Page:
House Speaker Greg Stumbo announced Monday that hemp legislation won't be going any further this legislative session.
The Courier-Journal reports the bill has been assigned to the Rules Committee. Stumbo told the newspaper "the calendar won't allow us to consider any bills that are in the Rules Committee."
Monday is the 26th day of the 30 day session. Monday and Tuesday are devoted to bills that have cleared both chambers, while the final two days of the session are reserved for overriding any gubernatorial vetoes.
Kentucky Agriculture Commissioner James Comer said Monday that an industrial hemp bill will get a hearing this week in the House Agriculture Committee.
Comer is a major supporter of industrial hemp, and has enlisted the backing of a bipartisan group of federal and state lawmakers. Comer met Monday with Rep. Tom McKee, chairman of the House Agriculture Committee, and secured from McKee a promise that Senate Bill 50 will get a committee vote Wednesday.
McKee effectively blocked the bill from progressing last week after he tried to get language added to the measure that would have mandated a study of hemp by University of Kentucky researchers. The move by McKee led to some hard feelings between him and hemp backers, but Comer says his meeting with McKee was a productive one, and that things appear to be smoothed over.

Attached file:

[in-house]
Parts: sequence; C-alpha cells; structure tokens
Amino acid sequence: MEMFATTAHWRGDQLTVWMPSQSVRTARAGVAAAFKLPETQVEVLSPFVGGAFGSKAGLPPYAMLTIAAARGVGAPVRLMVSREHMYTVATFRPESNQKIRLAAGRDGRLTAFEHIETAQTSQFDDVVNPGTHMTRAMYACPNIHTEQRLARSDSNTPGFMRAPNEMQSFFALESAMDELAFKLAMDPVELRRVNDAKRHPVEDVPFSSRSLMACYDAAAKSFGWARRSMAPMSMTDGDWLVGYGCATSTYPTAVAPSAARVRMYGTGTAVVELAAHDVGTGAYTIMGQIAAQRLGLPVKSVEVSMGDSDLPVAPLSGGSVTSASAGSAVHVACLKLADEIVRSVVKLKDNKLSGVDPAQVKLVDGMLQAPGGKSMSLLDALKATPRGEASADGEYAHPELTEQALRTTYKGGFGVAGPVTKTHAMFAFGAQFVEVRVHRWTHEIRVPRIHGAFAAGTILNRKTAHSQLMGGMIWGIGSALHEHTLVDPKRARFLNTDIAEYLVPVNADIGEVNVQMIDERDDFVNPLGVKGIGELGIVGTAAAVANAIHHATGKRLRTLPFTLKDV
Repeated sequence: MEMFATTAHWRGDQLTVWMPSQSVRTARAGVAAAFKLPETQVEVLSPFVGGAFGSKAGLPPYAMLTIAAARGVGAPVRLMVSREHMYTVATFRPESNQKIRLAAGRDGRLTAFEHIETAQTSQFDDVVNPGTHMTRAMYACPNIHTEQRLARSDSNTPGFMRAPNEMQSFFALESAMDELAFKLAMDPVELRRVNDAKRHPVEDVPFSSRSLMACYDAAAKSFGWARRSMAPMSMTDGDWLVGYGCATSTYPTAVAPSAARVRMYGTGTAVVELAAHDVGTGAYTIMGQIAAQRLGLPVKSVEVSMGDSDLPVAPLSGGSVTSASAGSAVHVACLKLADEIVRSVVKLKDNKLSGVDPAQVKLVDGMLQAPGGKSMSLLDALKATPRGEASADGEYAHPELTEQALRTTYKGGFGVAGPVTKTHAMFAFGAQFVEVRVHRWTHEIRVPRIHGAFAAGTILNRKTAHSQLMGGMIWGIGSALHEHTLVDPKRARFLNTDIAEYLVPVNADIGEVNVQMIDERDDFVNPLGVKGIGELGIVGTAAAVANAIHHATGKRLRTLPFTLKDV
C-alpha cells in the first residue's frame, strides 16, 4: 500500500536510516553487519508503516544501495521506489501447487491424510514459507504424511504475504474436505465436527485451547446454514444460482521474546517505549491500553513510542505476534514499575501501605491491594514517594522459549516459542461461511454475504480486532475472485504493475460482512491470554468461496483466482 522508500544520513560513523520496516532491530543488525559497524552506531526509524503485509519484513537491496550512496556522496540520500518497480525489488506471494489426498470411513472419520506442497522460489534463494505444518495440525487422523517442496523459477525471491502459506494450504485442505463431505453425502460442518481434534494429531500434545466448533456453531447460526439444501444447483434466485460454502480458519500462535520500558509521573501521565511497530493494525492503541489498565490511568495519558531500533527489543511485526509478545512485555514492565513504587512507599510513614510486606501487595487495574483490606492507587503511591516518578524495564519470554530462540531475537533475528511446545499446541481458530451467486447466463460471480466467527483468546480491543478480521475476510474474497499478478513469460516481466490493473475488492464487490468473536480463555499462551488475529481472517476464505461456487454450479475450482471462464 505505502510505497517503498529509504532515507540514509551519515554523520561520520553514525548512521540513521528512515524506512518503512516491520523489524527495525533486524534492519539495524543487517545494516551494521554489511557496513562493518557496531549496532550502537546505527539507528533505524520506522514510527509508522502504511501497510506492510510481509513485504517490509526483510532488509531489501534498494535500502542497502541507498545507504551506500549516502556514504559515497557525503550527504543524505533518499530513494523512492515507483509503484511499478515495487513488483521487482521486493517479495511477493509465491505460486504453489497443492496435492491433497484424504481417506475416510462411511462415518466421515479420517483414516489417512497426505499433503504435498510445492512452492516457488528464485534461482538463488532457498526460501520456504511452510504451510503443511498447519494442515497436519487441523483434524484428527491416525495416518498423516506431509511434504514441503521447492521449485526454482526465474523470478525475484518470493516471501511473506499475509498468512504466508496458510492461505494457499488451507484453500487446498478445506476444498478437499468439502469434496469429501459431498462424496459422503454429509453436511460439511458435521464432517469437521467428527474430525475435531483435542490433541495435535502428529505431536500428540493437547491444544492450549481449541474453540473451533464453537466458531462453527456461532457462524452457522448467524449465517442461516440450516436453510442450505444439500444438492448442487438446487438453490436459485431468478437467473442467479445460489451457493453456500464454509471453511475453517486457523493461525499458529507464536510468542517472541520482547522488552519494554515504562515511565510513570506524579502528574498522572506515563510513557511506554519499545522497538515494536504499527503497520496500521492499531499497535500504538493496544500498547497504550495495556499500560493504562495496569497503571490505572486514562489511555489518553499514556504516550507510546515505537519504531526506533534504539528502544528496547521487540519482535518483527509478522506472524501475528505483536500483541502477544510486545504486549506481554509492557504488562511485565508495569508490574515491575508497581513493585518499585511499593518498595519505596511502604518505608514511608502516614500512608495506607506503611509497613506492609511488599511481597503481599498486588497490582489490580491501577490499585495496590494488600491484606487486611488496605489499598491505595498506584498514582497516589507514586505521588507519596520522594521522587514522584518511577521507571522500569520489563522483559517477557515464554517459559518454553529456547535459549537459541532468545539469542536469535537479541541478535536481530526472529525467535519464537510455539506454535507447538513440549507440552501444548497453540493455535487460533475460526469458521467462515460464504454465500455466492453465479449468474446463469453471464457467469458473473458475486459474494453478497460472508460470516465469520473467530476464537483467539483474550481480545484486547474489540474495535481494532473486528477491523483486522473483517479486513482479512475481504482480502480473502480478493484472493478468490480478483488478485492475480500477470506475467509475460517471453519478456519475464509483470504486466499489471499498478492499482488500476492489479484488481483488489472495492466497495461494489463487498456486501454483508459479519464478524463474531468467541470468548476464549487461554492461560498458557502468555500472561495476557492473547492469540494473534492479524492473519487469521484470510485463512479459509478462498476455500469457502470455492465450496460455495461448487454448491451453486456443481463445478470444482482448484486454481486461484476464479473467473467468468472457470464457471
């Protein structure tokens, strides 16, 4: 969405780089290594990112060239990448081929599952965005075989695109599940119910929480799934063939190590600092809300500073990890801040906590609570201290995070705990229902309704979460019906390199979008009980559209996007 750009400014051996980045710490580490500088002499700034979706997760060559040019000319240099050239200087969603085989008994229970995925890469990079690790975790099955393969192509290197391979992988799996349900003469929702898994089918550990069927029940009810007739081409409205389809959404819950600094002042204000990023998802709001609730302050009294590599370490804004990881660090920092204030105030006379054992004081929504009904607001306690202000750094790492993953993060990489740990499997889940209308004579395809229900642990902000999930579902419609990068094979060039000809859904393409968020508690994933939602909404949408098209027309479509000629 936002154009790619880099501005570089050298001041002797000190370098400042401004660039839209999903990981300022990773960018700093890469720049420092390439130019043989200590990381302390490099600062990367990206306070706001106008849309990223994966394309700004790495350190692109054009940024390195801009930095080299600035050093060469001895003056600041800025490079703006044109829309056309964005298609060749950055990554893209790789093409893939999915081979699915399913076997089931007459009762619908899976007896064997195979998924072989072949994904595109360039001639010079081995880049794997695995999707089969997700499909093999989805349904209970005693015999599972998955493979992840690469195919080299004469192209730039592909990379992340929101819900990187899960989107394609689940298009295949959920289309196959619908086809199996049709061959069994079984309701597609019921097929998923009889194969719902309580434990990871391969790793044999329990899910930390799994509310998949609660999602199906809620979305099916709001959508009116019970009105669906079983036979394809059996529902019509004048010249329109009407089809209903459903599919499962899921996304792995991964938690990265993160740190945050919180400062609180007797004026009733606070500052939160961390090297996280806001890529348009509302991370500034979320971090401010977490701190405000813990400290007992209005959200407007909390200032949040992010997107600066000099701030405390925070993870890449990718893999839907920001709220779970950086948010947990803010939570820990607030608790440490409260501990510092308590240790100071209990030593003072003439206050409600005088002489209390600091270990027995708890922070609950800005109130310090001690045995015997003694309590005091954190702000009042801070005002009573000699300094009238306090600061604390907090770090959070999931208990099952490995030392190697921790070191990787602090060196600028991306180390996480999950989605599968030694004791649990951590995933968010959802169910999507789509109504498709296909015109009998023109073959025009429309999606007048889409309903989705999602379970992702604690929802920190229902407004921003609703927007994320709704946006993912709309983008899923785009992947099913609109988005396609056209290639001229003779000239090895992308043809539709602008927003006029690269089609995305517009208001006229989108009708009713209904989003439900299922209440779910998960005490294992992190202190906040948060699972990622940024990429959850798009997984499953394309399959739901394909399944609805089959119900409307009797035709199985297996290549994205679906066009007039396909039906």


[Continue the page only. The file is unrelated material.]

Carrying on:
Speaking to WKU Public Radio Monday, Comer said he liked the bill's chances to pass the House Agriculture Committee Wednesday. And he says he's not worried about the face that House Speaker Greg Stumbo opposes the measure.
The founder and CEO of a hemp foods company will appear Wednesday morning in Frankfort to speak on behalf of an industrial hemp bill. The measure—which has passed the Kentucky Senate—would set up a regulatory framework should federal laws criminalizing hemp be changed.
The House Agriculture and Small Business Committee will hear from Agriculture Commissioner James Comer and John Roulac, CEO of Nutiva, the fastest growing hemp foods company in the U.S.
Despite Republican support for the hemp bill, there appears to be too much Democratic opposition to the measure for it to pass this legislative session. Both Governor Steve Beshear and House Speaker Greg Stumbo have said they are siding with Kentucky law enforcement groups that say legalizing hemp will make it too difficult to distinguish between the crop and marijuana.